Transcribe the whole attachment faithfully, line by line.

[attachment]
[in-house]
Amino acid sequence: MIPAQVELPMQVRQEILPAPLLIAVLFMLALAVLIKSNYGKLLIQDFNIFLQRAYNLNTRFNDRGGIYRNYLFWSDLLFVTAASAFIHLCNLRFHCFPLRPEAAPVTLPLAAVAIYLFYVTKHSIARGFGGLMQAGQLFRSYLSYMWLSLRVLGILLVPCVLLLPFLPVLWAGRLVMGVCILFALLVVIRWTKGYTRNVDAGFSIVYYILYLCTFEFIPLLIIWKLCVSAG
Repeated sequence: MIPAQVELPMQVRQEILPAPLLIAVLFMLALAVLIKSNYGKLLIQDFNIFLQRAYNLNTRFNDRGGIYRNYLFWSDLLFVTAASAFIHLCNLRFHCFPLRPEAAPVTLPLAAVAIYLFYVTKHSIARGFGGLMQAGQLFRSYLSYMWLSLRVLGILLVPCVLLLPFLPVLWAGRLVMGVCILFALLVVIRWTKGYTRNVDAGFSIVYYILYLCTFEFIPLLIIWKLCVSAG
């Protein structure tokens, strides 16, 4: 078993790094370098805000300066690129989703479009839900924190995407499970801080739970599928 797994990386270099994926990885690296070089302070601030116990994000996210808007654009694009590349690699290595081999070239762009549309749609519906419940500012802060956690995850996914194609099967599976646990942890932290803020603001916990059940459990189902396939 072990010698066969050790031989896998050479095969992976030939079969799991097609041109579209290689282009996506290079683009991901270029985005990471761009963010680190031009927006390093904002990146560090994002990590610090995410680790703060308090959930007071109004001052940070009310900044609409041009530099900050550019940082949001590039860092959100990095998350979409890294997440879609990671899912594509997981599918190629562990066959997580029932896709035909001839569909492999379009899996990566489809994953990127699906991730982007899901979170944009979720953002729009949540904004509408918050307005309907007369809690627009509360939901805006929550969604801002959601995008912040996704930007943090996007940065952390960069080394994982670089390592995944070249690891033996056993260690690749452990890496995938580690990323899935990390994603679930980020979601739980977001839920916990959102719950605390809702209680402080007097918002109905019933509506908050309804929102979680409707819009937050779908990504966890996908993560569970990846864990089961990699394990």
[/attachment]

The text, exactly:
[in-house]
Amino acid sequence: MIPAQVELPMQVRQEILPAPLLIAVLFMLALAVLIKSNYGKLLIQDFNIFLQRAYNLNTRFNDRGGIYRNYLFWSDLLFVTAASAFIHLCNLRFHCFPLRPEAAPVTLPLAAVAIYLFYVTKHSIARGFGGLMQAGQLFRSYLSYMWLSLRVLGILLVPCVLLLPFLPVLWAGRLVMGVCILFALLVVIRWTKGYTRNVDAGFSIVYYILYLCTFEFIPLLIIWKLCVSAG
Repeated sequence: MIPAQVELPMQVRQEILPAPLLIAVLFMLALAVLIKSNYGKLLIQDFNIFLQRAYNLNTRFNDRGGIYRNYLFWSDLLFVTAASAFIHLCNLRFHCFPLRPEAAPVTLPLAAVAIYLFYVTKHSIARGFGGLMQAGQLFRSYLSYMWLSLRVLGILLVPCVLLLPFLPVLWAGRLVMGVCILFALLVVIRWTKGYTRNVDAGFSIVYYILYLCTFEFIPLLIIWKLCVSAG
């Protein structure tokens, strides 16, 4: 078993790094370098805000300066690129989703479009839900924190995407499970801080739970599928 797994990386270099994926990885690296070089302070601030116990994000996210808007654009694009590349690699290595081999070239762009549309749609519906419940500012802060956690995850996914194609099967599976646990942890932290803020603001916990059940459990189902396939 072990010698066969050790031989896998050479095969992976030939079969799991097609041109579209290689282009996506290079683009991901270029985005990471761009963010680190031009927006390093904002990146560090994002990590610090995410680790703060308090959930007071109004001052940070009310900044609409041009530099900050550019940082949001590039860092959100990095998350979409890294997440879609990671899912594509997981599918190629562990066959997580029932896709035909001839569909492999379009899996990566489809994953990127699906991730982007899901979170944009979720953002729009949540904004509408918050307005309907007369809690627009509360939901805006929550969604801002959601995008912040996704930007943090996007940065952390960069080394994982670089390592995944070249690891033996056993260690690749452990890496995938580690990323899935990390994603679930980020979601739980977001839920916990959102719950605390809702209680402080007097918002109905019933509506908050309804929102979680409707819009937050779908990504966890996908993560569970990846864990089961990699394990």